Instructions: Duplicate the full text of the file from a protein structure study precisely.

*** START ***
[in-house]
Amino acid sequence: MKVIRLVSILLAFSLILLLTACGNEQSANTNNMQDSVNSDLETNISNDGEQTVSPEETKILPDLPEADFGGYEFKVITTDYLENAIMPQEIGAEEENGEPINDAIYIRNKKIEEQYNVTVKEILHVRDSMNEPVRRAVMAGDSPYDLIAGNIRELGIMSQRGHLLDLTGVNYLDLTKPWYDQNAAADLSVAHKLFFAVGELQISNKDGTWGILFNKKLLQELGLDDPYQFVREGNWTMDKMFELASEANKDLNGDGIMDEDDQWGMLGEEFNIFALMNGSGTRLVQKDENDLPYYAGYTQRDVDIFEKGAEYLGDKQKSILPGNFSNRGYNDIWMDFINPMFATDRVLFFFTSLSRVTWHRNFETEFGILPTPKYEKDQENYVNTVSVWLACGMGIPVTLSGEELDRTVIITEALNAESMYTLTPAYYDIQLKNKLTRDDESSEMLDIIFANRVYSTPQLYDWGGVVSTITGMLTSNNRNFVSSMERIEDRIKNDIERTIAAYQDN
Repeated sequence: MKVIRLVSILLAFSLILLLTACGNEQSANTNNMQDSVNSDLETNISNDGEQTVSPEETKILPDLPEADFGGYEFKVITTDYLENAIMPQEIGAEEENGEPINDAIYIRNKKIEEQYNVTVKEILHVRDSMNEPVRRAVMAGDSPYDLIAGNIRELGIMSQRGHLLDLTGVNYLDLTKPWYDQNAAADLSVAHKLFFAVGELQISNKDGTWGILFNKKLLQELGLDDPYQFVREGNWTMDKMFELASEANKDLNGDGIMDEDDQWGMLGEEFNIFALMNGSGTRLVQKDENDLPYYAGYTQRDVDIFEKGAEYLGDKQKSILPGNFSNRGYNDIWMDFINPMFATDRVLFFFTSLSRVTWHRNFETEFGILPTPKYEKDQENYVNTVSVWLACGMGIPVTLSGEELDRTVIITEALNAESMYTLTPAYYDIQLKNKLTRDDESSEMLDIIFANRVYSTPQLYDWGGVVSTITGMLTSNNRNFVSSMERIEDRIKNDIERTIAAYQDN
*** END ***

[in-house]
Amino acid sequence: MKVIRLVSILLAFSLILLLTACGNEQSANTNNMQDSVNSDLETNISNDGEQTVSPEETKILPDLPEADFGGYEFKVITTDYLENAIMPQEIGAEEENGEPINDAIYIRNKKIEEQYNVTVKEILHVRDSMNEPVRRAVMAGDSPYDLIAGNIRELGIMSQRGHLLDLTGVNYLDLTKPWYDQNAAADLSVAHKLFFAVGELQISNKDGTWGILFNKKLLQELGLDDPYQFVREGNWTMDKMFELASEANKDLNGDGIMDEDDQWGMLGEEFNIFALMNGSGTRLVQKDENDLPYYAGYTQRDVDIFEKGAEYLGDKQKSILPGNFSNRGYNDIWMDFINPMFATDRVLFFFTSLSRVTWHRNFETEFGILPTPKYEKDQENYVNTVSVWLACGMGIPVTLSGEELDRTVIITEALNAESMYTLTPAYYDIQLKNKLTRDDESSEMLDIIFANRVYSTPQLYDWGGVVSTITGMLTSNNRNFVSSMERIEDRIKNDIERTIAAYQDN
Repeated sequence: MKVIRLVSILLAFSLILLLTACGNEQSANTNNMQDSVNSDLETNISNDGEQTVSPEETKILPDLPEADFGGYEFKVITTDYLENAIMPQEIGAEEENGEPINDAIYIRNKKIEEQYNVTVKEILHVRDSMNEPVRRAVMAGDSPYDLIAGNIRELGIMSQRGHLLDLTGVNYLDLTKPWYDQNAAADLSVAHKLFFAVGELQISNKDGTWGILFNKKLLQELGLDDPYQFVREGNWTMDKMFELASEANKDLNGDGIMDEDDQWGMLGEEFNIFALMNGSGTRLVQKDENDLPYYAGYTQRDVDIFEKGAEYLGDKQKSILPGNFSNRGYNDIWMDFINPMFATDRVLFFFTSLSRVTWHRNFETEFGILPTPKYEKDQENYVNTVSVWLACGMGIPVTLSGEELDRTVIITEALNAESMYTLTPAYYDIQLKNKLTRDDESSEMLDIIFANRVYSTPQLYDWGGVVSTITGMLTSNNRNFVSSMERIEDRIKNDIERTIAAYQDN